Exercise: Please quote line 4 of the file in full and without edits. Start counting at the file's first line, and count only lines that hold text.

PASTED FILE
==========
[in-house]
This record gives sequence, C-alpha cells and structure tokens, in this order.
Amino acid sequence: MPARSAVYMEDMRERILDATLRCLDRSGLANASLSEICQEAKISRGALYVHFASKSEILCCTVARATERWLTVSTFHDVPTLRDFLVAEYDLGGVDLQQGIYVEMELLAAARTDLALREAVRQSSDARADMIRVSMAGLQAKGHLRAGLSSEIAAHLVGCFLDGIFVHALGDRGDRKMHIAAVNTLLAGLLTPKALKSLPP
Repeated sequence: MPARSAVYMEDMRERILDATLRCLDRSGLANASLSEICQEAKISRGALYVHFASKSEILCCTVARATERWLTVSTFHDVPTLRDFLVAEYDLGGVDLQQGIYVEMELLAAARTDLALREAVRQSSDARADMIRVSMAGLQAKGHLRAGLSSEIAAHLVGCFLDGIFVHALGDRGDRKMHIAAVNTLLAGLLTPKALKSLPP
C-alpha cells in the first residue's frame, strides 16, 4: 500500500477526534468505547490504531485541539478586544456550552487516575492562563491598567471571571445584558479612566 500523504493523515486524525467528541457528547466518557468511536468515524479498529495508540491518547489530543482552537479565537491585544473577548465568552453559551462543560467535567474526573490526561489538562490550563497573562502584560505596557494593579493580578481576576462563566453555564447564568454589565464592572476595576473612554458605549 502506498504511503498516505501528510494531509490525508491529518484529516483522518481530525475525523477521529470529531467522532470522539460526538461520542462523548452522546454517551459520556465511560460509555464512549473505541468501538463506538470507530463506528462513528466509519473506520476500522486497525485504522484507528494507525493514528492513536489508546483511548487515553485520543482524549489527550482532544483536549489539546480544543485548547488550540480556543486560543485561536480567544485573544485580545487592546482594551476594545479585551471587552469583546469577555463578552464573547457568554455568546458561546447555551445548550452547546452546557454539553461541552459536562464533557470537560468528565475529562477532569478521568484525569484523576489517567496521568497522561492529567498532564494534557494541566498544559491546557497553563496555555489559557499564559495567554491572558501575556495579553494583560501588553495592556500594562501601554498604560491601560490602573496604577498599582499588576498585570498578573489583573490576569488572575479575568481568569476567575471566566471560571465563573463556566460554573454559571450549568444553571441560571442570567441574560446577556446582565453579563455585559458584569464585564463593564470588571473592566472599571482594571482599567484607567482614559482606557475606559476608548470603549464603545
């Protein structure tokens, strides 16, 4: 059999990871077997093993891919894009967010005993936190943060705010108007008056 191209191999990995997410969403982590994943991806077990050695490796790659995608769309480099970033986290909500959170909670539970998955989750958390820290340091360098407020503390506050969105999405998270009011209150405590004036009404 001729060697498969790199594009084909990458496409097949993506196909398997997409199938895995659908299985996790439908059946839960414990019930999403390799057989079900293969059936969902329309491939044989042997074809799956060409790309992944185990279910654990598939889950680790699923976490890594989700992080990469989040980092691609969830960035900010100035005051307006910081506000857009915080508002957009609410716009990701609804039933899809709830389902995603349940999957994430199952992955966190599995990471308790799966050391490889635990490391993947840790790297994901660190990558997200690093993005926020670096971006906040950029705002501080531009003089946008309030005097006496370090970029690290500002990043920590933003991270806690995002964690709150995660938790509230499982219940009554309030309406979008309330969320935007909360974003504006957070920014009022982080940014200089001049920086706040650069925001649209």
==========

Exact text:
Repeated sequence: MPARSAVYMEDMRERILDATLRCLDRSGLANASLSEICQEAKISRGALYVHFASKSEILCCTVARATERWLTVSTFHDVPTLRDFLVAEYDLGGVDLQQGIYVEMELLAAARTDLALREAVRQSSDARADMIRVSMAGLQAKGHLRAGLSSEIAAHLVGCFLDGIFVHALGDRGDRKMHIAAVNTLLAGLLTPKALKSLPP